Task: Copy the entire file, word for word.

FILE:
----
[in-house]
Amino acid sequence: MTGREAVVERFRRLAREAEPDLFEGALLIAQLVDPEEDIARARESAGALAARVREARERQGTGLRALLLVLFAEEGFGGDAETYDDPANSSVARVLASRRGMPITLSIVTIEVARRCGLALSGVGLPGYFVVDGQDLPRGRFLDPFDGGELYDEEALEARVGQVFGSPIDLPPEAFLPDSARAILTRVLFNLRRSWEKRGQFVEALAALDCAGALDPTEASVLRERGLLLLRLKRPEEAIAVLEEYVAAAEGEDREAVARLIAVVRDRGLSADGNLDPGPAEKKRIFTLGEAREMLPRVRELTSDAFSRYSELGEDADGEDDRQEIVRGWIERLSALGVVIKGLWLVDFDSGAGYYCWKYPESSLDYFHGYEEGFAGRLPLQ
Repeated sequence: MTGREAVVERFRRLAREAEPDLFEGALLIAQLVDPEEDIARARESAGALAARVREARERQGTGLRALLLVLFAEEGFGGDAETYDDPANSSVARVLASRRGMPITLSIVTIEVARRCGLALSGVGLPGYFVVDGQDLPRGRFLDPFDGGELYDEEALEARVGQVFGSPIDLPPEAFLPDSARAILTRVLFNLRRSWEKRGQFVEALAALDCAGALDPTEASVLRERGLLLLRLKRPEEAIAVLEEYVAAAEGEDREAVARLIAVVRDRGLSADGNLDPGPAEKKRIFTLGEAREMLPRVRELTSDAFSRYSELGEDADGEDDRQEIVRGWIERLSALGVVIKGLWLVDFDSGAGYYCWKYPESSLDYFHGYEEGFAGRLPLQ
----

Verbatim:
[in-house]
Amino acid sequence: MTGREAVVERFRRLAREAEPDLFEGALLIAQLVDPEEDIARARESAGALAARVREARERQGTGLRALLLVLFAEEGFGGDAETYDDPANSSVARVLASRRGMPITLSIVTIEVARRCGLALSGVGLPGYFVVDGQDLPRGRFLDPFDGGELYDEEALEARVGQVFGSPIDLPPEAFLPDSARAILTRVLFNLRRSWEKRGQFVEALAALDCAGALDPTEASVLRERGLLLLRLKRPEEAIAVLEEYVAAAEGEDREAVARLIAVVRDRGLSADGNLDPGPAEKKRIFTLGEAREMLPRVRELTSDAFSRYSELGEDADGEDDRQEIVRGWIERLSALGVVIKGLWLVDFDSGAGYYCWKYPESSLDYFHGYEEGFAGRLPLQ
Repeated sequence: MTGREAVVERFRRLAREAEPDLFEGALLIAQLVDPEEDIARARESAGALAARVREARERQGTGLRALLLVLFAEEGFGGDAETYDDPANSSVARVLASRRGMPITLSIVTIEVARRCGLALSGVGLPGYFVVDGQDLPRGRFLDPFDGGELYDEEALEARVGQVFGSPIDLPPEAFLPDSARAILTRVLFNLRRSWEKRGQFVEALAALDCAGALDPTEASVLRERGLLLLRLKRPEEAIAVLEEYVAAAEGEDREAVARLIAVVRDRGLSADGNLDPGPAEKKRIFTLGEAREMLPRVRELTSDAFSRYSELGEDADGEDDRQEIVRGWIERLSALGVVIKGLWLVDFDSGAGYYCWKYPESSLDYFHGYEEGFAGRLPLQ